This was a good time for me. I didn’t have to worry about ANYTHING. I grew up in a small town in Ohio and my parents both worked. My dad’s a civil engineer and (at the time) my mom was an aerobics instructor. I have an older brother who has brighter red hair than me…he always believed I stole our parents’ attention as kids. My parents are the most wonderful people I could hope would raise me; they knew that I loved music and singing from a young age and encouraged that passion completely.

Those of you who have parents who discourage the pursuit of music, I don’t know how you do it, but it’s fantastic that you do. Keep on keepin’ on.

Music that defined the era: Classic rock, second wave punk – Ozzy Osborne, Ted Nugent, The Offspring, The Presidents of The United States of America, Queensryche


Wakeboarding is what I remember most from this segment. I learned the water sport at the tale end of being 6 (summer birthday) and competed in amateur competitions for 2 years. My parents have always been very entrepreneurial, which is where I get my desire to be my own boss, and my mom ran a boat business at the time. I’m pretty sentimental about the summers of too much sun and competing against boys twice my age (and winning, you know how I do). I also started a private elementary school, which, in its PRIME, had about 100 students for K-8th grade. It was one of those schools where we called teachers by their first names and didn’t have bells to end each period.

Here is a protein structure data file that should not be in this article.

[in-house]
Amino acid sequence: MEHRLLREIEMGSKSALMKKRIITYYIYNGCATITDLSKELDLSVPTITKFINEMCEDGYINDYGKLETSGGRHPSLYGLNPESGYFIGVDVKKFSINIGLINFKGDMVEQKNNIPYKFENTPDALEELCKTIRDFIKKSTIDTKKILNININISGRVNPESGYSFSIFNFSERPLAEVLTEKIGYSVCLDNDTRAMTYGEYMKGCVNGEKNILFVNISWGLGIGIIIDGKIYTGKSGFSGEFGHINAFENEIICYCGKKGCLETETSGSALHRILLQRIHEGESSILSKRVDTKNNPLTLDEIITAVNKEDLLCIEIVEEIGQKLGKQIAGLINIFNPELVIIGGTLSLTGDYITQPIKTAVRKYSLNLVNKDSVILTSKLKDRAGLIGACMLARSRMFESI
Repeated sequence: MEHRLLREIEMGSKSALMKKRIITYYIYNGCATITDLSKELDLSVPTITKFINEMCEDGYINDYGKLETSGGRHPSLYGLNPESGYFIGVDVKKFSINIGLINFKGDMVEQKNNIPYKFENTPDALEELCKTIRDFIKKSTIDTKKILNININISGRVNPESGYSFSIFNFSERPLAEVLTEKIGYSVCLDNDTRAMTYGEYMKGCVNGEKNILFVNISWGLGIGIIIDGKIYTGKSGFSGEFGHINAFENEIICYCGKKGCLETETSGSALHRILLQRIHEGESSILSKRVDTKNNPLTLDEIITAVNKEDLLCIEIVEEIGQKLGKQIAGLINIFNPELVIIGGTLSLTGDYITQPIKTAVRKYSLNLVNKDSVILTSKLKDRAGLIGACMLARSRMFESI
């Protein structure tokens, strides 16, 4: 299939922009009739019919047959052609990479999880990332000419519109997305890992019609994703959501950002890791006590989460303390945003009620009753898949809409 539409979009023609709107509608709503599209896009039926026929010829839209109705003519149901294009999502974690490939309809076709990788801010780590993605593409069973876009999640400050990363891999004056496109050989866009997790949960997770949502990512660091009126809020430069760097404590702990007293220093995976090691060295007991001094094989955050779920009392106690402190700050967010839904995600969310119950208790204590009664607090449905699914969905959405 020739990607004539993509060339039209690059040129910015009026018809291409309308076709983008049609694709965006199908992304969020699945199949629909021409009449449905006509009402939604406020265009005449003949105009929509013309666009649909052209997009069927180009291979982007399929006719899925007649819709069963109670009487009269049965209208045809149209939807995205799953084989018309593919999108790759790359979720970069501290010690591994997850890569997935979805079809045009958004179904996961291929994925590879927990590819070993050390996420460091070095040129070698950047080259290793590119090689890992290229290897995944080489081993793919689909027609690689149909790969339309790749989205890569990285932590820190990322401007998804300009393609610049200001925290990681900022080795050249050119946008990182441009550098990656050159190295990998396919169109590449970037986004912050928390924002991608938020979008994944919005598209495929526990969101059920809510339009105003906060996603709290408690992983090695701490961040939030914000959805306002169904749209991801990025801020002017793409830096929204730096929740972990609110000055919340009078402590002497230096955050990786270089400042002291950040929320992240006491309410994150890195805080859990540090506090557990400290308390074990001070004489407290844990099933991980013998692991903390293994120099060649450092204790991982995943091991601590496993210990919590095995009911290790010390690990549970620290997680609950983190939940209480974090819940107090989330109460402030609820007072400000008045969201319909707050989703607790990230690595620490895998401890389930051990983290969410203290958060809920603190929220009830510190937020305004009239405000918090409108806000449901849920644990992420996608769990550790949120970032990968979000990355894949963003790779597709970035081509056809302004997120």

This is also where I met my best friend of 13 years, Courtney. She introduced me to Pokemon and that was that. Bonded for life. To your right, you’ll see one of our *rare* moments of insanity==>

When I transferred to public school I was way ahead in math and way behind in science. My school wasn’t perfect, but it encouraged me to be independent and, more importantly, taught me that authority figures are human beings, just like everyone else, at a young age.

Music that defined the era: (This is kind of a “lost era”) Boy Bands, more classic rock – NSYNC, Backstreet Boys, Avril Lavigne, Styx, REO Speedwagon, Rush


Easily the worst years of my pre-college life, middle school was nothing short of torturous. The transfer from private to public school was such a shift, my innocent little self was not prepared for the jolt. I’d never really experienced bullying or “cliques” or any of the typical social pains of school because everyone was kind of forced to hang out with each other at my old school. In a new class of over 200 students, I was pretty much lost. On top of that, Courtney had moved out of town and I could only see her every once in a while. Luckily, I had my music as a sanctuary. I was taking piano lessons, private singing lessons, and was accepted into a very prestigious children’s choir in Ohio. I also began to acquire a little bit of chub by 8th grade, which was lost after a choir trip to Europe where my picky eating prevented me from eating anything but bread, followed by a month-long camp that kept me active. Going into high school (Catholic high school, no more public school for me), I was excited to find a place, and I did. I met my two best friends of high school, Katie and Cate, on the first day and we were pretty much inseparable the whole first two years.